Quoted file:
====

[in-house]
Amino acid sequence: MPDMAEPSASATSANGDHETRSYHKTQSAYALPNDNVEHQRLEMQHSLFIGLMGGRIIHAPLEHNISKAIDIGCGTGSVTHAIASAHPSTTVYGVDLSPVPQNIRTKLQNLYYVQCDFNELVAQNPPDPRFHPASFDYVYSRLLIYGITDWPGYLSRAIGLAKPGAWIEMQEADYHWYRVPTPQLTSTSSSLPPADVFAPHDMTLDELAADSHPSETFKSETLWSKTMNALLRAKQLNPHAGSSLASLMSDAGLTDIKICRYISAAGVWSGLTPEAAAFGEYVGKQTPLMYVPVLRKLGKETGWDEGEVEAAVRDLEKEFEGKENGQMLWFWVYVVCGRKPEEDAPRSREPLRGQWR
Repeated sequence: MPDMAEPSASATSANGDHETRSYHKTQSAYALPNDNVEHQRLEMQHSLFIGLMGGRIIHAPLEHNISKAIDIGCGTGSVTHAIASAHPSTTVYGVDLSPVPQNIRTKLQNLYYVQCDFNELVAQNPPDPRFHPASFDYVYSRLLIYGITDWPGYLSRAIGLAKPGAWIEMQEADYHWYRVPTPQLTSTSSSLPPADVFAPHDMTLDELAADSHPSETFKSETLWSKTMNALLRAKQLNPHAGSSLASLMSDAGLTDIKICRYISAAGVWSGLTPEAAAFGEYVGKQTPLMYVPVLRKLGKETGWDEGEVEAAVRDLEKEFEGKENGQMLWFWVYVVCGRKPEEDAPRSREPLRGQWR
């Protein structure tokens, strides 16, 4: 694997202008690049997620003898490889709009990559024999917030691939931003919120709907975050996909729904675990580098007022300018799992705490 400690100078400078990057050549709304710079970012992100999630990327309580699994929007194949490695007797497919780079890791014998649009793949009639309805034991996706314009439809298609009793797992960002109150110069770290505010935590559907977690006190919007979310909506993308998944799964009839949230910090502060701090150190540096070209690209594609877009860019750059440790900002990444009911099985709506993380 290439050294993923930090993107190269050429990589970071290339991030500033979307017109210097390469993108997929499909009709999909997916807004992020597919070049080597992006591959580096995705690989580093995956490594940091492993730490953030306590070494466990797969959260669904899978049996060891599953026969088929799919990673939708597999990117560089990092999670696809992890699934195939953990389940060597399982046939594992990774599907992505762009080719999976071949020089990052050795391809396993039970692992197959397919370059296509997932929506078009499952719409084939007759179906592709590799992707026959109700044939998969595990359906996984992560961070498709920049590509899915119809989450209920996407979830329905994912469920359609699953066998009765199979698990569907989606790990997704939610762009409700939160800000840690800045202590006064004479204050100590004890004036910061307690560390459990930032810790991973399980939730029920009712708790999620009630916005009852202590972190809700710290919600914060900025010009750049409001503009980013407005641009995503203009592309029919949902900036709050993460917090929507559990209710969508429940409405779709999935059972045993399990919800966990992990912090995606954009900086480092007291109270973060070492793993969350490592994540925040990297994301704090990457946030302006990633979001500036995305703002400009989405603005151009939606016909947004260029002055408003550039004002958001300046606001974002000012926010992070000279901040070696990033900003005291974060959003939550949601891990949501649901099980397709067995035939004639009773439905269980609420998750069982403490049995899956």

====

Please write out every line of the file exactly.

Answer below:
[in-house]
Amino acid sequence: MPDMAEPSASATSANGDHETRSYHKTQSAYALPNDNVEHQRLEMQHSLFIGLMGGRIIHAPLEHNISKAIDIGCGTGSVTHAIASAHPSTTVYGVDLSPVPQNIRTKLQNLYYVQCDFNELVAQNPPDPRFHPASFDYVYSRLLIYGITDWPGYLSRAIGLAKPGAWIEMQEADYHWYRVPTPQLTSTSSSLPPADVFAPHDMTLDELAADSHPSETFKSETLWSKTMNALLRAKQLNPHAGSSLASLMSDAGLTDIKICRYISAAGVWSGLTPEAAAFGEYVGKQTPLMYVPVLRKLGKETGWDEGEVEAAVRDLEKEFEGKENGQMLWFWVYVVCGRKPEEDAPRSREPLRGQWR
Repeated sequence: MPDMAEPSASATSANGDHETRSYHKTQSAYALPNDNVEHQRLEMQHSLFIGLMGGRIIHAPLEHNISKAIDIGCGTGSVTHAIASAHPSTTVYGVDLSPVPQNIRTKLQNLYYVQCDFNELVAQNPPDPRFHPASFDYVYSRLLIYGITDWPGYLSRAIGLAKPGAWIEMQEADYHWYRVPTPQLTSTSSSLPPADVFAPHDMTLDELAADSHPSETFKSETLWSKTMNALLRAKQLNPHAGSSLASLMSDAGLTDIKICRYISAAGVWSGLTPEAAAFGEYVGKQTPLMYVPVLRKLGKETGWDEGEVEAAVRDLEKEFEGKENGQMLWFWVYVVCGRKPEEDAPRSREPLRGQWR
């Protein structure tokens, strides 16, 4: 694997202008690049997620003898490889709009990559024999917030691939931003919120709907975050996909729904675990580098007022300018799992705490 400690100078400078990057050549709304710079970012992100999630990327309580699994929007194949490695007797497919780079890791014998649009793949009639309805034991996706314009439809298609009793797992960002109150110069770290505010935590559907977690006190919007979310909506993308998944799964009839949230910090502060701090150190540096070209690209594609877009860019750059440790900002990444009911099985709506993380 290439050294993923930090993107190269050429990589970071290339991030500033979307017109210097390469993108997929499909009709999909997916807004992020597919070049080597992006591959580096995705690989580093995956490594940091492993730490953030306590070494466990797969959260669904899978049996060891599953026969088929799919990673939708597999990117560089990092999670696809992890699934195939953990389940060597399982046939594992990774599907992505762009080719999976071949020089990052050795391809396993039970692992197959397919370059296509997932929506078009499952719409084939007759179906592709590799992707026959109700044939998969595990359906996984992560961070498709920049590509899915119809989450209920996407979830329905994912469920359609699953066998009765199979698990569907989606790990997704939610762009409700939160800000840690800045202590006064004479204050100590004890004036910061307690560390459990930032810790991973399980939730029920009712708790999620009630916005009852202590972190809700710290919600914060900025010009750049409001503009980013407005641009995503203009592309029919949902900036709050993460917090929507559990209710969508429940409405779709999935059972045993399990919800966990992990912090995606954009900086480092007291109270973060070492793993969350490592994540925040990297994301704090990457946030302006990633979001500036995305703002400009989405603005151009939606016909947004260029002055408003550039004002958001300046606001974002000012926010992070000279901040070696990033900003005291974060959003939550949601891990949501649901099980397709067995035939004639009773439905269980609420998750069982403490049995899956």